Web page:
advised her to teach tolerance if students were upset by King's behavior.
But that wasn't working, Ekman said. A group of male students in her classroom told her they wanted to beat King up because he would seek them out and follow them into the bathroom. Ekman considered that sexual harassment and went back to Epstein with her concerns, she testified.
Epstein told her there was nothing the school could do, Ekman said. When the teacher attempted to press her case, Epstein shut the door in her face, Ekman told the court. The next day Ekman filed a grievance with the school's principal, Joel Lovstedt, alleging that her concerns were being ignored.
Make no mistake about it. Brian McInerney, who was tried as an adult, should have been convicted of first degree murder and punished accordingly. He and he alone was responsible for killing an innocent boy in a premeditated, cold-blooded fashion, as demonstrated by the possession of a weapon in school by the perpetrator.
But....
when boys in school taunt girls, or even make passes at girls, they have a phrase for it: sexual harassment. It should not be ignored and it is not ignored. However, when a boy- and one who clearly was having trouble with his identity- harassed boys, it was fair game. The school district turned a blind eye to this outrage and, it would appear from Epstein's testimony, the State of California was just fine with that. If the straight students couldn't handle it, Epstein had a remedy: Ekman could teach them tolerance. The problem, it seems, was not a troubled student whose behavior- not sexual preference, but deviant and disruptive behavior- was disruptive. No, it was the other students because they just couldn't handle it. Get with the program, the administrators urged.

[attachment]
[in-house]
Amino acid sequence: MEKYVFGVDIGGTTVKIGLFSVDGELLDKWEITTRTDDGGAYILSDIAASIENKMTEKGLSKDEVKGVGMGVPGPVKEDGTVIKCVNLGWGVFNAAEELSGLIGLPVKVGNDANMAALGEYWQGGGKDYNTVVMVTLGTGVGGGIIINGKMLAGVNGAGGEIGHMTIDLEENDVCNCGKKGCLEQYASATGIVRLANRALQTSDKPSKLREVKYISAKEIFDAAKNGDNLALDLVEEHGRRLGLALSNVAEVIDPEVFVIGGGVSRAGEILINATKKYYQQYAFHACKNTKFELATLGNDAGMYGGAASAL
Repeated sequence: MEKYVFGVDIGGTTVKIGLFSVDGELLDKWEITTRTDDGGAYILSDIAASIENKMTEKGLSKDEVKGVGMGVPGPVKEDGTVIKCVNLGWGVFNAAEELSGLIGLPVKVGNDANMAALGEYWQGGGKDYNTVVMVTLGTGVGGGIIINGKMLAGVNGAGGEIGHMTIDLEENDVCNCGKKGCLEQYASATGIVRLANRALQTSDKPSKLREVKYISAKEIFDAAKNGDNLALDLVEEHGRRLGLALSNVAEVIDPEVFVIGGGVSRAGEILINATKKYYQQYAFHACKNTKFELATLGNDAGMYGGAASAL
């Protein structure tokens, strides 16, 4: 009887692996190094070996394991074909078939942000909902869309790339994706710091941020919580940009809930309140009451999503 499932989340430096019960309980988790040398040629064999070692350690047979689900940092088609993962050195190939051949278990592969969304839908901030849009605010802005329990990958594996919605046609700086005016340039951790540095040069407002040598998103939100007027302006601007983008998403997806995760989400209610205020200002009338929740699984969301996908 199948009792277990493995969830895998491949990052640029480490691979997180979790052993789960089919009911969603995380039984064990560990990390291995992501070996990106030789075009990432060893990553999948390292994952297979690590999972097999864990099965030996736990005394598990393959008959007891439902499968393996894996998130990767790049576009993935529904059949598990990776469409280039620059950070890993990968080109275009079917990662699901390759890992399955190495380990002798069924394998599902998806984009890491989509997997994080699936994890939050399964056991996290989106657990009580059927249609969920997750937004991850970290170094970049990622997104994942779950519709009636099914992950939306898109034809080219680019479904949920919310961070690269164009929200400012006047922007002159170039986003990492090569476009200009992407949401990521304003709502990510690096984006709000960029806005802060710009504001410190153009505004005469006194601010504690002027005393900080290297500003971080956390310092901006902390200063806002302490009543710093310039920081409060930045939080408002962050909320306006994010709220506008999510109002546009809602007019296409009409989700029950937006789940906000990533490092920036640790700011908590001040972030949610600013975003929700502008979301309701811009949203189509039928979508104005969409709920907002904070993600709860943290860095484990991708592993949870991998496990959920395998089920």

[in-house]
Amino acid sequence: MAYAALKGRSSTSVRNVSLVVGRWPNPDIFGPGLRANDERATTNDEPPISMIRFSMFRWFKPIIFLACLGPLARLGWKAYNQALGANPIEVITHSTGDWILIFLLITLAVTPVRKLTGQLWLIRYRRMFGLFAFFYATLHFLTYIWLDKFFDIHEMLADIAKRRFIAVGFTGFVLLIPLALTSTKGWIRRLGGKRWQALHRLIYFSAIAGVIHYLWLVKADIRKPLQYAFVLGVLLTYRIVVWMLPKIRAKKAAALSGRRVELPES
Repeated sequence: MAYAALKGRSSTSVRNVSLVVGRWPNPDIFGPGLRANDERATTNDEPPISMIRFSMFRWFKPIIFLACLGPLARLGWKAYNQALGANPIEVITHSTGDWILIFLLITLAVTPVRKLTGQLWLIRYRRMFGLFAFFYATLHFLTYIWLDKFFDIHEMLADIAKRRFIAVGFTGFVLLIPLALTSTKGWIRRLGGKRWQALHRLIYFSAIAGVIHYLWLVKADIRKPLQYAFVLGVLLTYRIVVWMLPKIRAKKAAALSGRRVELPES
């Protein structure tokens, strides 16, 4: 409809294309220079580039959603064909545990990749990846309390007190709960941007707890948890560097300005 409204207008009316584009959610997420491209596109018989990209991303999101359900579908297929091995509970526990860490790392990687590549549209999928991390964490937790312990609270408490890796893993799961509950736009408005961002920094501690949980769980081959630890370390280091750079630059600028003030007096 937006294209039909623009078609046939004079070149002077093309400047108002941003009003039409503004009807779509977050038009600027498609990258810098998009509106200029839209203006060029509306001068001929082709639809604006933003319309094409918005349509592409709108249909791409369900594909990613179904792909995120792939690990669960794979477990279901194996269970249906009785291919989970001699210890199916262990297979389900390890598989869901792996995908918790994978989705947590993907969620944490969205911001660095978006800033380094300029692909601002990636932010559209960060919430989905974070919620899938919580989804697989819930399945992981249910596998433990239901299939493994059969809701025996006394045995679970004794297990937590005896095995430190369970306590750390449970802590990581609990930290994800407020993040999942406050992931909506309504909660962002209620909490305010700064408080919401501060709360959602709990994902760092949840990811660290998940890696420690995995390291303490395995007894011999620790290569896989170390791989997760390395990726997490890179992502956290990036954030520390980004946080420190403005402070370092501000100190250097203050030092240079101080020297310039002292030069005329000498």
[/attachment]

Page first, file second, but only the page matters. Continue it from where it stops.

And now, a young man is dead because they wanted to make sure not to offend and because, as Greg King put it at the sentencing hearing, "rather than learning from it and striving to make a safer environment for our children, they hid behind lawyers."

Tuesday, December 20, 2011




Comedy, American-Style


Pat Robertson, Bob Beckel: Quit while you're ahead.

Saturday Night Live's skit (video, below) featuring Jesus Christ, Tim Tebow, and the latter's Denver Broncos teammates understandably raised quite a few hackles.

If this had been a Muslim country and they had done that, and had Muhammad doing that stuff, you would have found bombs being thrown off!... We need more religious faith in our society. We’re losing our moral compass in our nation and this man has been placed in a unique position and I applaud him. God bless him.